03 January 2007

Deaf to the Most Moving Literature

I once heard Wim Kayzer interview George Steiner for the Dutch TV series entitled 'Van de Schoonheid en de Troost'['Of Beauty and Consolation']).

During that time, a friend and I were debating whether or not artwork exists when there is no audience, a question that always sounds to me like, "If a tree falls in the forest and no one is around, does it still make a sound?"

Steiner said, "And one of the great passages which illustrates all my worries about people no longer recognizing great references, people becoming deaf to the most moving literature, is in one little passage from the novel: The Sun Also Rises....

Two very close friends are on a bus and they think they love each other. They think they are really, totally true to each other."

(and then he read the passage from Hemmingway):
We went through the forest and the road came out and turned along a rise of land and out ahead of us was a rolling green plane and the dark mountains beyond it.

These were not like the brown heat-baked mountains we'd left behind.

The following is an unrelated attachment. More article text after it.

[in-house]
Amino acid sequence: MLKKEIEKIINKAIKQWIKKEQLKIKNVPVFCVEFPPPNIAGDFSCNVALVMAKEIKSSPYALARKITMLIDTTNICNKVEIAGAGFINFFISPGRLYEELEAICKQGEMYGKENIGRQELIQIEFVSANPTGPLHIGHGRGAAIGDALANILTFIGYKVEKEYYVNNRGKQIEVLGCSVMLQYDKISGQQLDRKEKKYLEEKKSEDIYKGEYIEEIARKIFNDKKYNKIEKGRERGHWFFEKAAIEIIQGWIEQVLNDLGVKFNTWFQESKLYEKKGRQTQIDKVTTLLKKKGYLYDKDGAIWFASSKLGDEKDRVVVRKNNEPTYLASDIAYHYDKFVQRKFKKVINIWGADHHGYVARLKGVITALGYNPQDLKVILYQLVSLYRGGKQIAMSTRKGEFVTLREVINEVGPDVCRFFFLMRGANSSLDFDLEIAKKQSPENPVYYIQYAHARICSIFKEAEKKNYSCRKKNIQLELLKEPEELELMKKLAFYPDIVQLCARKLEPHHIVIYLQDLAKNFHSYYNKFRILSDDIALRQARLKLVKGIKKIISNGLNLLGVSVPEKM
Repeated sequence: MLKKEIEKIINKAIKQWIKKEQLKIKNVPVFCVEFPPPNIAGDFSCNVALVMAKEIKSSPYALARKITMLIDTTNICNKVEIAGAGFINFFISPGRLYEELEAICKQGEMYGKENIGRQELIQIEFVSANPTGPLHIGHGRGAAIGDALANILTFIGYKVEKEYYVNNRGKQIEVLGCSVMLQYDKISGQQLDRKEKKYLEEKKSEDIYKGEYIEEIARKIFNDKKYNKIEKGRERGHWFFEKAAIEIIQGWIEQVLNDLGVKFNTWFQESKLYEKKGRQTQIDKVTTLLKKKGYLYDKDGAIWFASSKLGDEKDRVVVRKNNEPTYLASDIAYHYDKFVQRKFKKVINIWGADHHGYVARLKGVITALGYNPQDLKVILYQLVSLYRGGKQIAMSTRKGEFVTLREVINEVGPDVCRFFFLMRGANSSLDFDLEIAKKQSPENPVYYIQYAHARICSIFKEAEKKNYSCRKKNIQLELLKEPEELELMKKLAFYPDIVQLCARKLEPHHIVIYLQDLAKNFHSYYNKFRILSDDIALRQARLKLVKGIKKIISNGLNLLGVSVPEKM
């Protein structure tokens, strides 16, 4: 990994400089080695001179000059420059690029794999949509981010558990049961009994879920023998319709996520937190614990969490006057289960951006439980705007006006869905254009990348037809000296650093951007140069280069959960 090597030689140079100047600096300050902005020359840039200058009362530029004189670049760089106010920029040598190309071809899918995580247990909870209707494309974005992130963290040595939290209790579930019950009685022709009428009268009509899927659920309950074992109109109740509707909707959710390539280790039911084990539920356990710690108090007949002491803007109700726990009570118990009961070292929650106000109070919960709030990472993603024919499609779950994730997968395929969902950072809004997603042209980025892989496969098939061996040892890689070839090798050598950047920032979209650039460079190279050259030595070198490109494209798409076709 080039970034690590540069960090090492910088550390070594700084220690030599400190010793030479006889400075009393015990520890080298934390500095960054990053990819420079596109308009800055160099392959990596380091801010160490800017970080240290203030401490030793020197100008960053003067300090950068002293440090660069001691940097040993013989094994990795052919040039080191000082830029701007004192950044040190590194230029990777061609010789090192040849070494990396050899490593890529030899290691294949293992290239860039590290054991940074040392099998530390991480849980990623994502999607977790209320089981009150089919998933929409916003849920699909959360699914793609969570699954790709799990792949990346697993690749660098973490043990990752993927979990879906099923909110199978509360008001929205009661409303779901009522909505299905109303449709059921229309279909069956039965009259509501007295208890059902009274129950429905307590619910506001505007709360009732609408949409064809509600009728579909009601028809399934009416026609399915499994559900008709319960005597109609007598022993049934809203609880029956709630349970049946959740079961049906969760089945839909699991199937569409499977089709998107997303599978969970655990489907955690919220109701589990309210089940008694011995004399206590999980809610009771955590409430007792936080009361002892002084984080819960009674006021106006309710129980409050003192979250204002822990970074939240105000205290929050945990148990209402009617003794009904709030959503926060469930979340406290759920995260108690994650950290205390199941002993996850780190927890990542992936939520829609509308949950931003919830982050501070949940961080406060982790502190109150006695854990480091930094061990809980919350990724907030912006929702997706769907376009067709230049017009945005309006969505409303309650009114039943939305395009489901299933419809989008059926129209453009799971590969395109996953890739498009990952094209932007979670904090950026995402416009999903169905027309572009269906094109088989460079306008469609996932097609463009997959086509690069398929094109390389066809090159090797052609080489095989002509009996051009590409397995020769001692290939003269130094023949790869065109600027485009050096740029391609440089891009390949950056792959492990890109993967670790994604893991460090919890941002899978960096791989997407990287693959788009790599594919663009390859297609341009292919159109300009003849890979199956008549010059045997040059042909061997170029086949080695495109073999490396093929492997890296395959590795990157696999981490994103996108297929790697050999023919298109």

These were wooded and there were clouds coming down from them. The green planes stretched off.

It was cut by fences and the white of the road showed through the trunks of a double line of trees that crossed the plane towards the North.

As we came to the edge of the rise we saw the red roofs and white houses of Burguete ahead strung out on the plane and away off on the shoulder of the first dark mountain was the gray metal sheath roof of the monastery of Roncevaux.

'There's Roncevaux,' I said.


'Way off there where the mountains start.'

'It's cold up here,' Bill said.

'It's high,' I said, 'Must be 1200 meters.'

'It's awful cold,' Bill said."
After reading the passage, Steiner finished his commentary by explaining that Roncevaux was the place in the great medieval epic of Roland where someone within their group betrayed Roland and his friends.

They were butchered in an ambush of the Saracens.

Steiner explains, "The genius of Hemmingway is not to say so.

Only the word Roncevaux tells us that these two friends are going to betray each other.

That they are on the edge of the end of their relationship and then the repetitions, 'It's cold up here,' Bill said, 'It's awful cold.'

And of course it is the cold of the heart and only a very great artist can say everything without saying anything."

Steiner explained that no one recognizes the symbol of Roncevaux any longer, not even his students from Oxford, Cambridge or Harvard.

He said that our next editions will have to have a footnote, which "kills the whole thing."

He explained that during Hemmingway's time, he had written this 'success novel' to the 'pop' audience and he could assume that the word Roncevaux was all that was needed.

Steiner expressed dismay with the idea that soon other symbols such as 'Elsinore' and 'La Mancha' will have to be footnoted.

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